LSU student Kori Gauthier identified as missing body found in the Mississippi River
"This is a difficult conclusion for all of us, but we hope this will bring closure for the Gauthier family,” LSU police said.
The search for missing LSU freshman Kori Gauthier has come to a tragic end. A body retrieved from the Mississippi River in St. John the Baptist Parish was confirmed to be hers on Wednesday.
Gauthier, 18, went missing on April 7. A search began in earnest as her car was found seemingly abandoned by the I-10 Mississippi River Bridge in Louisiana after another driver crashed into it, KATC reported. LSU Police stated that there was no sign of Gauthier. Only her cell phone and wallet were inside the vehicle.
“When they swerved over and cut lanes, all I saw was a parked car so I locked up my brakes because it was either the white car or the 18-wheeler,” Devin Jones, the driver of the car that collided with Gauthier’s told WAFB 9.
Authorities involved in the search included the Baton Rouge Police Department, East Baton Rouge Sheriff’s Office, Louisiana State Attorney General, Louisiana State Police, K9 Mercy, and 300 volunteers. Search dogs were also utilized for the young woman who grew up in the Baton Rouge community and in Opelousas and loved to dance.
Her family reached out to the public for help, support and even offered a reward. Social media shared images of Gauthier to bring more attention to the Louisiana State University student’s disappearance. Prayer vigils were also held.
“As a student, I feel like I have to do something. Like there’s no way I can sit back and let this go without me being on the ground and trying to do something to help out,” Bria Joseph, a first-year student who attended the vigil, told WVLA.
On Tuesday, a body was pulled from the waters and LSU Police, who say they do not suspect foul play, confirmed it was Gauthier.
“Since Kori was first reported missing, the LSU Police Department, Baton Rouge Police Department, and other law enforcement agencies and volunteers have taken exhaustive measures to locate her and, in the process, to determine what led to her disappearance,” said LSU Chief of Police Bart Thompson. “This is a difficult conclusion for all of us, but we hope this will bring closure for the Gauthier family.”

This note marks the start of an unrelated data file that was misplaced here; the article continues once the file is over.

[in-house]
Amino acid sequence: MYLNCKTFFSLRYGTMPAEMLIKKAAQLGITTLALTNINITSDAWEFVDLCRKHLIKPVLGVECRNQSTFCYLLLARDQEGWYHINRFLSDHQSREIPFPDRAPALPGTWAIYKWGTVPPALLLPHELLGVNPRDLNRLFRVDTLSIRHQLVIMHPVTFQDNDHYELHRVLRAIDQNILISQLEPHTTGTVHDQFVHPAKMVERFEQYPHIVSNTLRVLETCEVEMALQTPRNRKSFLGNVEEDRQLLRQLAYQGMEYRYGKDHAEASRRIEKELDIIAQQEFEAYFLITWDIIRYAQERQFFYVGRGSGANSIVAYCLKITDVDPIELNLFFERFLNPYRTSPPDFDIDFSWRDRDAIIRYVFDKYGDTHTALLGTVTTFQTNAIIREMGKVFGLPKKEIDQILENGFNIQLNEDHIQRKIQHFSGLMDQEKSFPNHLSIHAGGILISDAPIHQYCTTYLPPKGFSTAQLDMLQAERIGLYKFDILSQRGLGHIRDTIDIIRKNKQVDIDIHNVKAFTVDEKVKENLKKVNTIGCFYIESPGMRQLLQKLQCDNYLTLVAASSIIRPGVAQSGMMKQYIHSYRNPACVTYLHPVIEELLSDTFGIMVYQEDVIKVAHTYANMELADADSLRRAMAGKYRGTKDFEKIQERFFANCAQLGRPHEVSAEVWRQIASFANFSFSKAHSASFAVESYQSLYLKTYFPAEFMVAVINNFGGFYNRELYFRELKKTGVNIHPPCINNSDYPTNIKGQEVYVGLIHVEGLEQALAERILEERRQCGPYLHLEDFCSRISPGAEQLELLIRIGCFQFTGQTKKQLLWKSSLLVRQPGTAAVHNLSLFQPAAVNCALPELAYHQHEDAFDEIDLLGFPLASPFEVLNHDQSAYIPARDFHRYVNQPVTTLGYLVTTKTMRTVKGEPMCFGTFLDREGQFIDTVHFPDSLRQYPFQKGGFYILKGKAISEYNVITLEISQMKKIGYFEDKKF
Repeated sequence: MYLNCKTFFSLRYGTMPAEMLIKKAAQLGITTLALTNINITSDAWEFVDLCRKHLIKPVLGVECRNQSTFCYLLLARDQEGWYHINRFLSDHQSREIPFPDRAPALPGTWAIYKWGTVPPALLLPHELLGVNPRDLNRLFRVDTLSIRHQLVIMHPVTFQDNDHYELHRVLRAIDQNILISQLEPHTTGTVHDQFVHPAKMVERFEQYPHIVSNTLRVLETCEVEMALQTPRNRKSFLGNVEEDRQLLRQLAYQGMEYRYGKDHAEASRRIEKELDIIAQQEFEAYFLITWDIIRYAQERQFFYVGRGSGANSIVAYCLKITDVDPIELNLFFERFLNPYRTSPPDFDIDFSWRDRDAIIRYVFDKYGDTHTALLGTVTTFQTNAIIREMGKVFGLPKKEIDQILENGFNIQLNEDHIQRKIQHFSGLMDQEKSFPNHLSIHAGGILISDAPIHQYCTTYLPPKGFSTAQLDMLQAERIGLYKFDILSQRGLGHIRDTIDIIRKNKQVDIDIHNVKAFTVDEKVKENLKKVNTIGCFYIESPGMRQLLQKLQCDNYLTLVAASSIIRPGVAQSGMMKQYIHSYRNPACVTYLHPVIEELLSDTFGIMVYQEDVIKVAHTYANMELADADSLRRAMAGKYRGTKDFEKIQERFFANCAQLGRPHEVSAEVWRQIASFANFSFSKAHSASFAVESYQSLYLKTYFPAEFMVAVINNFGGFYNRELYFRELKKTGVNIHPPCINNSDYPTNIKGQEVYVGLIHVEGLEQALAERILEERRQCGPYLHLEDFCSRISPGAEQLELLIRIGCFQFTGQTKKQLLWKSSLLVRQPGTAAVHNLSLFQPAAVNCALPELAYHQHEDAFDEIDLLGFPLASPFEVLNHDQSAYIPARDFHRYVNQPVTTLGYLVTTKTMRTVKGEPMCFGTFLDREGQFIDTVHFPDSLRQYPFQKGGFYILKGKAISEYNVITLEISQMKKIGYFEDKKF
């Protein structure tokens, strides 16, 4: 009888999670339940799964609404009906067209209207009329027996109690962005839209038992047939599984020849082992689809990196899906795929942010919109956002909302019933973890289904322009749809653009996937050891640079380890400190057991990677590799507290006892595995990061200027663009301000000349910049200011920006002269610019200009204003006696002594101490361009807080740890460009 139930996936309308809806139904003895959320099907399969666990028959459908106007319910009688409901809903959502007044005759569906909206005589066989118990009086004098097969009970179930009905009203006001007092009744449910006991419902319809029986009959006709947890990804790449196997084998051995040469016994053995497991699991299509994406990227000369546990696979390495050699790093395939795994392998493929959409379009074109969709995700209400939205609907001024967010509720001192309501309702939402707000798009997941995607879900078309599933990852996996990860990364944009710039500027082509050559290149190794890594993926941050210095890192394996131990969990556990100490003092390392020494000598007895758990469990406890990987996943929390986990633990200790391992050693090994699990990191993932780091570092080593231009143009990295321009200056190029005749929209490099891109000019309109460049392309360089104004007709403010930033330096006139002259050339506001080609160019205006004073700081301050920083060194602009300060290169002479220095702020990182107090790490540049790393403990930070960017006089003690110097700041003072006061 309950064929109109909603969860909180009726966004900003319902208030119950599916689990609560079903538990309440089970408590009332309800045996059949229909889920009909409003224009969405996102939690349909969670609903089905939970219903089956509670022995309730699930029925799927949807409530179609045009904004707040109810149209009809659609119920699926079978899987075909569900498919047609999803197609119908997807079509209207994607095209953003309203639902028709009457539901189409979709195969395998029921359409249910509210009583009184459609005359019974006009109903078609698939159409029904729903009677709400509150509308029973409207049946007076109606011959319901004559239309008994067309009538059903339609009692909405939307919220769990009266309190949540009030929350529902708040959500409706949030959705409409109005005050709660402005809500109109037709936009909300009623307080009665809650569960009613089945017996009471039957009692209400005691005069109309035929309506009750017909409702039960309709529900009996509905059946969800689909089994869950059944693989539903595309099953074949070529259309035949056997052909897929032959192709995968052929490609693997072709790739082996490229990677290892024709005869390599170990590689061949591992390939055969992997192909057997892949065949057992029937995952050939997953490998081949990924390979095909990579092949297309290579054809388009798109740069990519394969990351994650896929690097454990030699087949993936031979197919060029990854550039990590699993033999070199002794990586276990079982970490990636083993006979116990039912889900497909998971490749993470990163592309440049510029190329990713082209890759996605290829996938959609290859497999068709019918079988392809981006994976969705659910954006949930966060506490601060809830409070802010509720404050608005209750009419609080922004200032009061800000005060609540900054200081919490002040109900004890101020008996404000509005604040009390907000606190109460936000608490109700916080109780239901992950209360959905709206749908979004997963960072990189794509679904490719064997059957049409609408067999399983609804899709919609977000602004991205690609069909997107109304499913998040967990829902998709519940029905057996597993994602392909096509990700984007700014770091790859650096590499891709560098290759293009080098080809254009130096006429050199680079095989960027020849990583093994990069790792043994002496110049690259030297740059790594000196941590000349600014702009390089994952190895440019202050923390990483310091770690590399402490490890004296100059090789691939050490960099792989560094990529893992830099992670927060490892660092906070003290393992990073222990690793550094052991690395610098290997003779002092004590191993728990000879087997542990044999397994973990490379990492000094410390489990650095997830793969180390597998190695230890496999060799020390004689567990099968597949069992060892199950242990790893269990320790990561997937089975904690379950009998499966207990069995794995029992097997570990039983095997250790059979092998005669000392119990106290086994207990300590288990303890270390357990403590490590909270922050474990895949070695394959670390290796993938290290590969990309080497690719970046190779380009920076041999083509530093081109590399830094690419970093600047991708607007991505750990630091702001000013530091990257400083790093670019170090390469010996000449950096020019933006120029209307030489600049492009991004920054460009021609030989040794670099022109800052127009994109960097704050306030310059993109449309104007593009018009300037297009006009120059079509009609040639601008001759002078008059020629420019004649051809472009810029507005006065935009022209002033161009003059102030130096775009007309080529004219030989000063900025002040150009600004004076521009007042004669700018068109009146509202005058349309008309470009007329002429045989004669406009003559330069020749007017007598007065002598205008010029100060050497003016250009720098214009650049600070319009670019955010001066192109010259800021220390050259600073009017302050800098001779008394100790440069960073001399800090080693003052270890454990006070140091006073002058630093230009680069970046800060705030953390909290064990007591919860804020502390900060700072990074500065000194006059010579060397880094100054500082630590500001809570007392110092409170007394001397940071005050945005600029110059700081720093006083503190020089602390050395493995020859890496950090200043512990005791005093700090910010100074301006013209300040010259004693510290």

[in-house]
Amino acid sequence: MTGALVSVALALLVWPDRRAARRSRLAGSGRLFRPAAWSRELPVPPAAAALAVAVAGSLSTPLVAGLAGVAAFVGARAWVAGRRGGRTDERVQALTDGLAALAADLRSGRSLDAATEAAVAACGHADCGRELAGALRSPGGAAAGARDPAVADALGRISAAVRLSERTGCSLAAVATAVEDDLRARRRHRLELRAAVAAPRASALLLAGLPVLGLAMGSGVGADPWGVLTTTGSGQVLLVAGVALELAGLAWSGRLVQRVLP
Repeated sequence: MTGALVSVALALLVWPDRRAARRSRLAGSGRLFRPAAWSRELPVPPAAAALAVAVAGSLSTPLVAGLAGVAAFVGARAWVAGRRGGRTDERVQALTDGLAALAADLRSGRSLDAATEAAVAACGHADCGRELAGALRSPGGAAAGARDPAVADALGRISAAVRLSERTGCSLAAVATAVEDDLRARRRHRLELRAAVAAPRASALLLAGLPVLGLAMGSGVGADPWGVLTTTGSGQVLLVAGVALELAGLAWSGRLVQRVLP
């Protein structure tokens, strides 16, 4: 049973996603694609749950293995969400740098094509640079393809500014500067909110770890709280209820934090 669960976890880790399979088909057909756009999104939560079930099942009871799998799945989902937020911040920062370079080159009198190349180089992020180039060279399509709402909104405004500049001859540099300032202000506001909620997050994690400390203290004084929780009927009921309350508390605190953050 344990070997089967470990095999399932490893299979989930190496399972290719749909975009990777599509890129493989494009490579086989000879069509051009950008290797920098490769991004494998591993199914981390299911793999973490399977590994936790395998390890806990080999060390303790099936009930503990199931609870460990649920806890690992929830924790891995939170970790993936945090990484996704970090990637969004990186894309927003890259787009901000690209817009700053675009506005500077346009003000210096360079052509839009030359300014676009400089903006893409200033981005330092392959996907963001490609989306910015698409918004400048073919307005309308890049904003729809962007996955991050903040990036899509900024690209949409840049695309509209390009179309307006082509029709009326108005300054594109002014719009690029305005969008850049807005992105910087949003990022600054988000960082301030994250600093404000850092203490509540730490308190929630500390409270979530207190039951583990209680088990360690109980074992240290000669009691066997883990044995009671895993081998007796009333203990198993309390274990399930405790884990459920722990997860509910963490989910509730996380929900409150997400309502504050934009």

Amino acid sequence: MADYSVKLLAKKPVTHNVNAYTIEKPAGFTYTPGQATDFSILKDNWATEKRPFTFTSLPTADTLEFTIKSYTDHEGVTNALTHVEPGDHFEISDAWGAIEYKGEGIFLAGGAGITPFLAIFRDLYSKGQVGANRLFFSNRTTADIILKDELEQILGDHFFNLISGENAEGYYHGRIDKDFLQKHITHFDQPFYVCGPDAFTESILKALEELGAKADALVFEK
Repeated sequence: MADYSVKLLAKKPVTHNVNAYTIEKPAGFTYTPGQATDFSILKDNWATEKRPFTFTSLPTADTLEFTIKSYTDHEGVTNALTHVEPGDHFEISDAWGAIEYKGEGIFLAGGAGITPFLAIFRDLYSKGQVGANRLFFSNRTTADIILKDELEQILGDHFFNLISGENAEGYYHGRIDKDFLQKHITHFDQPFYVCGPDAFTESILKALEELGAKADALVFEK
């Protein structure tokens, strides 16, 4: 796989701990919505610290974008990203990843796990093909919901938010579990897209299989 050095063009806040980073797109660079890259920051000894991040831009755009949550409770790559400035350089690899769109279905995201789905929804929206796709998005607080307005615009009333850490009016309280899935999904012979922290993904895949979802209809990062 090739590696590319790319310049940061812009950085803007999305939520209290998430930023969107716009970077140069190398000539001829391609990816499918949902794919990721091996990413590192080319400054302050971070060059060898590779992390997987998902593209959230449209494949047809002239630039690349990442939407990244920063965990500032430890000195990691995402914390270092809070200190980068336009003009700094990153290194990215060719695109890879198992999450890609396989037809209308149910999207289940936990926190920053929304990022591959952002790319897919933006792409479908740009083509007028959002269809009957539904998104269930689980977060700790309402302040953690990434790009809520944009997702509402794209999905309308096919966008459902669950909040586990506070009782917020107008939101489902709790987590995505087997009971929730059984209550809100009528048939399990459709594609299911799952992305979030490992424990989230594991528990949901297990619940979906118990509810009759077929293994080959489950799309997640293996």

Thompson says their investigation convinced them that she was not the victim of a crime.
“Based on cell phone tracking, video footage and a timeline of the events related to this case – combined with other evidence we shared with Kori’s parents that we are not at liberty to disclose publicly out of respect for their privacy – we have concluded that there was no criminal activity or foul play involved.”
Spencer Gauthier, Kori’s uncle, helped organize a search for his niece. He thanked everyone for their support and said the healing process could now begin even though it was not the end result Kori’s loved ones had wanted.
“Life is worth living. In all honesty, life is worth living,” he said in the video. “Never give up. As you guys can see, a nation of people came together for my niece. That same nation of people would come to your side … We’re all in this together.”
Interim LSU President Tom Galligan was just one of many who extended his condolences to the Gauthier family.
“Our LSU community is devastated to learn of the loss of Kori Gauthier,” said Galligan. “Our thoughts are with her parents, her family, and all who knew her during this very difficult time. We offer our deepest condolences to her family and friends.”
Baton Rouge Mayor-President Sharon Weston Broome also shared that she sent “most heartfelt condolences to Kori’s family and loved ones. Please keep them in your prayers during this time.”
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